October 5th, 2018 by
As temperatures start to drop, many people across Britain are looking ahead to the cold winter months. One of the most important things to prepare for in winter is the risk of frozen pipes. Luckily, temperatures will only drop low enough to freeze your pipes relatively rarely in this country, but it only needs to happen once for frozen pipes to cause some serious damage! When your water pipes freeze over, the water inside them expands, potentially causing thousands of pounds worth of damage to your home in the event of a serious leak. Luckily, there are plenty of ways you can prevent your pipes from freezing over in sub-zero temperatures, and we’ll run down a few of them below.
How to Identify Frozen Pipes
Frozen pipes can happen in any part of the country. You might think they’re more common in areas where the temperatures drop lower – like the Scottish Highlands or the peaks – but other You’re also at risk of frozen pipes if you have any outdoor pipework – for example if your shed or garage has some plumbing. If any of this applies to you, you’ll need to be extra vigilant on freezing nights and watch for these telltale signs.
Your Water Stops Running
Most people realise their pipes are frozen when their water stops running. The water might slow to a trickle or stop completely.
There’s a Weird Smell
If you notice strange smells coming from your taps or drains, it could be a sign there’s a frozen pipe somewhere. If your pipe is blocked up with ice, the bad smells from your pipe have nowhere else to go apart from back into your home.
Your Pipes are Frosty
If you can actually see your pipes, a quick check could reveal they're frosted over. For many homes, this isn’t possible, but if you have external pipework anywhere on your property it’s worth checking on a cold night.
How to Prevent Your Pipes from Freezing
An ounce of prevention is worth a pound of cure when it comes to frozen pipes! If you’re worried about your pipes freezing over in winter, try out the following steps before the temperature drops too low.
Lag Your Pipes
If you have any pipes that are particularly at risk of freezing, you can lag them to help insulate them from the cold. Lagging is the name given to any material that insulates and protects water pipes from freezing. Usually, lagging materials are made of an insulating foam that you can fit over your pipes – it’s simple and you can easily do it yourself.
Fix Any Drips
If you have a dripping tap or pipe, now is the time to get it fixed! Even the tiniest drips can lead to big problems down the line. Drips massively increase your risk of getting frozen pipes so get them fixed as soon possible. If you’re a landlord, encourage your tenants to report any drips immediately.
Leave Your Heating On
When sub-zero temperatures are forecast, leave your heating on a low setting overnight or if you’re going on holiday. The only problem with this is that if your central heating is a few years old, chances are it’s not very efficient and this can be costly. Long-term, investing in cutting-edge heating technology like smart radiators is a great way to prevent frozen pipes. This MYLEK smart radiator, for example, features an app that lets you control your heating from anywhere in the world as long as you have an internet connection. This means you can turn your heating on and off at will even if you’re abroad, saving you from having to leave it on constantly. If you know your house is going to be empty for a little while when temperatures are low – for example, if you have tenants who are moving out - it’s worth turning off your stopcock and draining your pipes to make sure they don’t freeze over.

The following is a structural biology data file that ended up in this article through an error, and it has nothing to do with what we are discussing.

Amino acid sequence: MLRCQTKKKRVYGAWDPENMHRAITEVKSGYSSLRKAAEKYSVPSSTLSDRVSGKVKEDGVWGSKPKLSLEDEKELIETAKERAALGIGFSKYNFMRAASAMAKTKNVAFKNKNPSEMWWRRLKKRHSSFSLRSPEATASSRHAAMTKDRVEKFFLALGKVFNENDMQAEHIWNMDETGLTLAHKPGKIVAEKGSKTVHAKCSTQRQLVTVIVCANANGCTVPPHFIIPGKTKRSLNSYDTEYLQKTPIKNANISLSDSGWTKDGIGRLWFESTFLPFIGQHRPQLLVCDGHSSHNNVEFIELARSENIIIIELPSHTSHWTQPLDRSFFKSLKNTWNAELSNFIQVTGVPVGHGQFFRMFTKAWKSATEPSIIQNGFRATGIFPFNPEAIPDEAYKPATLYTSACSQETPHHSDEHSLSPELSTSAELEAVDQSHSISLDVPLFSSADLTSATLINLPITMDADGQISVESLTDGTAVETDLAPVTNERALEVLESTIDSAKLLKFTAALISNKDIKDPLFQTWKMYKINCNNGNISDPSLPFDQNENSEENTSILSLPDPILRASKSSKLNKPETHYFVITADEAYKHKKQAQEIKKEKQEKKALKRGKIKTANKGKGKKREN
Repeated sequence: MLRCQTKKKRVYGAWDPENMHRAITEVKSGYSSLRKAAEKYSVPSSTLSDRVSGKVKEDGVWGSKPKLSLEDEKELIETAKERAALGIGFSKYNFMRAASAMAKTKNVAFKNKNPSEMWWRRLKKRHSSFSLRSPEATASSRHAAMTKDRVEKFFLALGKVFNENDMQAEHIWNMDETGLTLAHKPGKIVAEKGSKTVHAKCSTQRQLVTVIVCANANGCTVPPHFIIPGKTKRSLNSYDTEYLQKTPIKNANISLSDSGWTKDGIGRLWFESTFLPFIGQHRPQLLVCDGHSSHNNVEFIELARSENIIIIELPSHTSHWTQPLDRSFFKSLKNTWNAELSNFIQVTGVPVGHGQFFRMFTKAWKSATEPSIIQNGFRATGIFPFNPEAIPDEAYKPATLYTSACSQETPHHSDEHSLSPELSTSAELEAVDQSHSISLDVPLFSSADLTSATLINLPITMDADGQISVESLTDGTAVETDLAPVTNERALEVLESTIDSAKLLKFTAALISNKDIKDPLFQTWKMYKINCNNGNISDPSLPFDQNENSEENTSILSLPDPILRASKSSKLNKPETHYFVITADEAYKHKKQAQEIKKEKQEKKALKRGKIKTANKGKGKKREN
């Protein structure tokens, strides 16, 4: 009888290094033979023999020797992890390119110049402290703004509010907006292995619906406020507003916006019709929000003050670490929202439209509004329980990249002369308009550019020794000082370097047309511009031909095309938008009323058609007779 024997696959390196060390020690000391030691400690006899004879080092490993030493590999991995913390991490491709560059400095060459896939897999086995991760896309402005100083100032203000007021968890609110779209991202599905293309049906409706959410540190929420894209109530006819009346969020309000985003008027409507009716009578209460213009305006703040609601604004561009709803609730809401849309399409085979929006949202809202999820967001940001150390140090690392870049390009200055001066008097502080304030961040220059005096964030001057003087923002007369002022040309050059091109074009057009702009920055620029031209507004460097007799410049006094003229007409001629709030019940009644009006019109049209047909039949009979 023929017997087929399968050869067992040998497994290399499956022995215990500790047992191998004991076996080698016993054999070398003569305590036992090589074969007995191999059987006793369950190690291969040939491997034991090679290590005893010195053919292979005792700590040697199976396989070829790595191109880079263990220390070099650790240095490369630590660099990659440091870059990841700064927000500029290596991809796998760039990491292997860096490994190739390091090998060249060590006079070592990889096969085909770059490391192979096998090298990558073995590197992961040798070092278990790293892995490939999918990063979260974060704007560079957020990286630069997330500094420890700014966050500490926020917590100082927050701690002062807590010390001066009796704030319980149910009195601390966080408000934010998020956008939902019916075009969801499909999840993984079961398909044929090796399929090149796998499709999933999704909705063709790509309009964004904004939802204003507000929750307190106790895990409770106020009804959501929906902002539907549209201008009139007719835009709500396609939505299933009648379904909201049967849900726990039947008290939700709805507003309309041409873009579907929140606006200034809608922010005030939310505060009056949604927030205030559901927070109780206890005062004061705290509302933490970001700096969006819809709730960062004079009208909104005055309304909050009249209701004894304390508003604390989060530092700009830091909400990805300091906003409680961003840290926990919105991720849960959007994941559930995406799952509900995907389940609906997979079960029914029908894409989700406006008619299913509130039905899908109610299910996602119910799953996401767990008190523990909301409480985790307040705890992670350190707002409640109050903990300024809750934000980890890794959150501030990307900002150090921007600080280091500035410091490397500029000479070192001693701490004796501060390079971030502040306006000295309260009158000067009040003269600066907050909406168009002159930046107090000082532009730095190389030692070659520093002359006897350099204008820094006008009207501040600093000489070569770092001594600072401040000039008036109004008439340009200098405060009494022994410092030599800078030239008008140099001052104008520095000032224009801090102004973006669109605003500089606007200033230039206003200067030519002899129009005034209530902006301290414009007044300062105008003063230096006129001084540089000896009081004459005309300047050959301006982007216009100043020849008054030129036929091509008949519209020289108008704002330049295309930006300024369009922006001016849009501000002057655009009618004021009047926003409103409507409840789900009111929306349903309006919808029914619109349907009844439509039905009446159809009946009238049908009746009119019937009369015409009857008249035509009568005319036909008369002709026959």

What to Do if You Have Frozen Pipes
Sometimes, even in the UK, the temperature can drop so low that it’s hard to prevent frozen pipes. In the unlikely event that you follow all the above advice and still end up with frozen pipes, here’s what you can do.
Step 1: Turn Off Your Stopcock
Turn off your stopcock immediately to prevent stop any more water from entering and potentially damaging your pipework. If you haven’t already, check to see if you can locate the site of your frozen pipe. Don’t try and run any water out of your pipes – you’ll most likely burst them if you do!
Step 2: Turn Up the Heat
Turn up your heating or use some electric panel heaters around your home to make things a little warmer. It might cost you a bit more on your heating bill, but it’ll still be cheaper than a burst pipe! You can also apply a gentle heat directly onto your frozen pipe to help thaw it. Use a hot water bottle, warm towel, or a hairdryer on a low setting to gently warm up your pipes.
Step 3: Call a Plumber
If your water doesn’t start running as normal once your pipes have thawed, then you may need to call a plumber. Even minor damage to pipes can cause big problems later on, so get the plumber on the phone as soon as possible.
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